yerbol From Kazakhstan, joined Feb 2010, 277 posts, RR: 0 Posted (2 years 4 months 2 weeks 23 hours ago) and read 4393 times:
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Time is getting closer to my birthday and I want to get a pro-level lens for myself as a gift.
I want to bring my photography to the better level and invest in good lens.
Apart from aviation photography this lens will be used for family photos in parks and streets, exhibitions, zoo, sport events.
I have two options, Nikon 70-200mm f2.8 VR[latest version] and Nikon 80-400mm f4.5-5.6 with AF-S.
I may consider buying converter in the future.
What would you chose and why?
darreno1 From United States of America, joined Jun 2010, 224 posts, RR: 0
Reply 1, posted (2 years 4 months 2 weeks 23 hours ago) and read 4379 times:
Personally, I'd save and go right for the 80-400 AF-S given the great performance, and overall reach when mated to a DX body. However, if you need a quicker lens for lower-light photography and fast action, the 70-200 f 2.8 will be the better choice. It's also a lot cheaper.
scbriml From United Kingdom, joined Jul 2003, 14832 posts, RR: 44
Reply 4, posted (2 years 4 months 2 weeks 13 hours ago) and read 4311 times:
Quoting megatop412 (Reply 2): The 70-200mmVR is the only 'pro' level lens of the two. The 80-400mmVR is considered a consumer lens
In my view, the 80-400mm falls between those stools, but closer to the pro one. At £2,000 in the UK, it's price certainly wouldn't put it in the 'consumer' category. I hate the word, but I'd see it as a 'prosumer' lens - a lens for the pretty serious amateur.
Quoting derekf (Reply 3): Don't get caught up in the snobbery of "pro" or "consumer". Get the lens that suits your budget and needs.
I've been very fortunate and been able to buy a pretty good collection of lenses, but I started off with low-end bodies and light, plastic consumer lenses. I was still perfectly able to produce shots good enough for this site.
I have the older generation of the 70-200mm and it's been carted all over the World for the last seven years. It's taken a beating and is looking a little tatty around the edges, but is still one of my two favourite lenses.
I also have the original 80-400mm and it's not a great lens. Don't get me wrong, it can produce very good results but AF is painfully slow and in low light it's not a great performer. At the time, it was the one Nikon lens that gave great range and for a long time was one of only two lenses I used. Ironically, having replaced it, I now carry four lenses to cover the range that two used to. They also weigh about five times as much as the old lenses. While undoubtedly optically superior, I'm not sure it's progress.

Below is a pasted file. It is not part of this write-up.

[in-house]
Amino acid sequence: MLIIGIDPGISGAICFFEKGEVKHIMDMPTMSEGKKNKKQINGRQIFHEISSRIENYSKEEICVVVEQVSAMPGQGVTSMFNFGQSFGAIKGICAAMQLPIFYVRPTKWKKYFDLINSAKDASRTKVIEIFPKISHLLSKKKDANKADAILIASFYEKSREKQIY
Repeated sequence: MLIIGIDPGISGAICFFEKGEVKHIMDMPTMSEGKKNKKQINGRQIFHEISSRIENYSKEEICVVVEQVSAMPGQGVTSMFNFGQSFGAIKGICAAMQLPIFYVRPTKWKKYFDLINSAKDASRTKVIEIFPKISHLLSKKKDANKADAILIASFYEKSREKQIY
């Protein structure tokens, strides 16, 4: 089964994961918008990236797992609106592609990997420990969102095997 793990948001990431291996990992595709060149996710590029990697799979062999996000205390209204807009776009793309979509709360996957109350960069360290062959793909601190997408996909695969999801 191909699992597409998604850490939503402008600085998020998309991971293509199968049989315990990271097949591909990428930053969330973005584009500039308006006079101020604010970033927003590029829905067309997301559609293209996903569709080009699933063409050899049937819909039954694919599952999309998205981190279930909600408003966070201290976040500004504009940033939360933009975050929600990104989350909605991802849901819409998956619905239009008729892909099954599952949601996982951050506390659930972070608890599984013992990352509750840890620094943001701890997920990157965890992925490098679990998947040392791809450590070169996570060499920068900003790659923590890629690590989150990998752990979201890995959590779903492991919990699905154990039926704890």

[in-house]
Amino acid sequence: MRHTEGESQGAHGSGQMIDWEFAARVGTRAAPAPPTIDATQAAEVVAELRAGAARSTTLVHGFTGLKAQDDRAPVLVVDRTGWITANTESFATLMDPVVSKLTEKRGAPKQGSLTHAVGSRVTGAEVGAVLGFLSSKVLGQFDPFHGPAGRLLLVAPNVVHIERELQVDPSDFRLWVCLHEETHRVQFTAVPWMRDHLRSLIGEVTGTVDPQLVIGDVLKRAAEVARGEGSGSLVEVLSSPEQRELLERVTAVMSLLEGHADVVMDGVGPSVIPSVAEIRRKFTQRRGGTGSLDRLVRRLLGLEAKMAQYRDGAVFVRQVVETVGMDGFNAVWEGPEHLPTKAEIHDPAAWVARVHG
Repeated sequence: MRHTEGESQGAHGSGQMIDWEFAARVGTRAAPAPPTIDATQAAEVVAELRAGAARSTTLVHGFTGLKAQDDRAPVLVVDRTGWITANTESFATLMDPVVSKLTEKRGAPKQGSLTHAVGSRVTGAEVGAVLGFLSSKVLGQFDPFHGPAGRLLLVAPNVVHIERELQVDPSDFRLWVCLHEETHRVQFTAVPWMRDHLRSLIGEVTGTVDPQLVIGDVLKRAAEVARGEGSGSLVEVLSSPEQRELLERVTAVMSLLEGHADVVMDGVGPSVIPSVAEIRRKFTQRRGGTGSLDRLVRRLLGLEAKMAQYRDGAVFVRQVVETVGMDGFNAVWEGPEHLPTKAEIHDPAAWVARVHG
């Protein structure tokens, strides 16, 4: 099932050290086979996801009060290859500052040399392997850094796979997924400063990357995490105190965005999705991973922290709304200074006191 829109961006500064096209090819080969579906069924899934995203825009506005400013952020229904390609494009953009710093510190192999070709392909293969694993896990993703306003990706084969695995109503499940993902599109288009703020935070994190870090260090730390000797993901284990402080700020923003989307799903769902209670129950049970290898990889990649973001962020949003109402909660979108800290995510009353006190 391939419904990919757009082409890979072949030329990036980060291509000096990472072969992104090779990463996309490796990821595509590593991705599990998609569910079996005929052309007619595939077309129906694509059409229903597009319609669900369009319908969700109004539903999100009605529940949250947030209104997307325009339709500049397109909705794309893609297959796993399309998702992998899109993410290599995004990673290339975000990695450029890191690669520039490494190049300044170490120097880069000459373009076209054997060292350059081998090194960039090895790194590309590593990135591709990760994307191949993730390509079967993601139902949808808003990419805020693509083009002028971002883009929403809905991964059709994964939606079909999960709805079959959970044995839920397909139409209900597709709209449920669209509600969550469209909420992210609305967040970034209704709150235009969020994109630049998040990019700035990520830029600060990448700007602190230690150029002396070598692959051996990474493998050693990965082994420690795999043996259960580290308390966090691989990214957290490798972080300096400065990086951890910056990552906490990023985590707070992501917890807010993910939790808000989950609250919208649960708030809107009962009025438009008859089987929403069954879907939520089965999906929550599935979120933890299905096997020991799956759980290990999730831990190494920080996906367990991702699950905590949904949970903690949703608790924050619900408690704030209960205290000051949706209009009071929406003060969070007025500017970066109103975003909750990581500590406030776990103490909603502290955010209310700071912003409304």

If I was in the market now, I'd probably go for the 80-400mm. Doubly so if it can use the 1.4TC.
Time flies like an arrow. Fruit flies like a banana!
gunone From United States of America, joined Apr 2013, 18 posts, RR: 0
Reply 5, posted (2 years 4 months 1 week 4 days 18 hours ago) and read 4162 times:
I recently went through this dilemma. I am a DX shooter, the 7100 produces very large images, see no need to go FX.
My trusted 70-300 VR dust pump produced 40,000 photo's. now full of mold and dust it was beyond repair. I also looked closely at both lenses. What made my decision, I rented both and shot every type of photo. The conclusion was simple. A F/2.8 lens allows me absolute control of the foreground and background. Since my photos are about capturing not only the object but the environment around the object I can produce dramatic composition, not just photo's. For me it is not the hardware that wow's other photographers but the final results.
I will share one example. I was at North Las Vegas Airport, listening on the scanner for the next approaching aircraft. In front of me a bird landed on the top of the perimeter fence. It was a very colorful photo and decided to capture it as it left it's perch. Behind the bird was a shopping center and a mountain range. I set the camera for max bookah. As the bird left it's perch I captured it at 1/1600 , F/4, ISO 200. I only got one shot. I was stunning, only the bird in focus, wings up, mouth opened, and the image background totally blurred. I is the best birding photo I have ever taken. Why do I shoot birds and insects flying? I you can master these shots, aircraft is no problem!
I now shoot with a 24-75mm F/2.8 and a 70-200mm F/2.8 and use a 1.7 teleconverter for smaller aircraft or longer reach. Pro lenses, who cares, expensive, who cares, it is all about results. This is the last glass I will ever need to buy and your worst photo will blow away anything you see on this site. That is if you have the skills.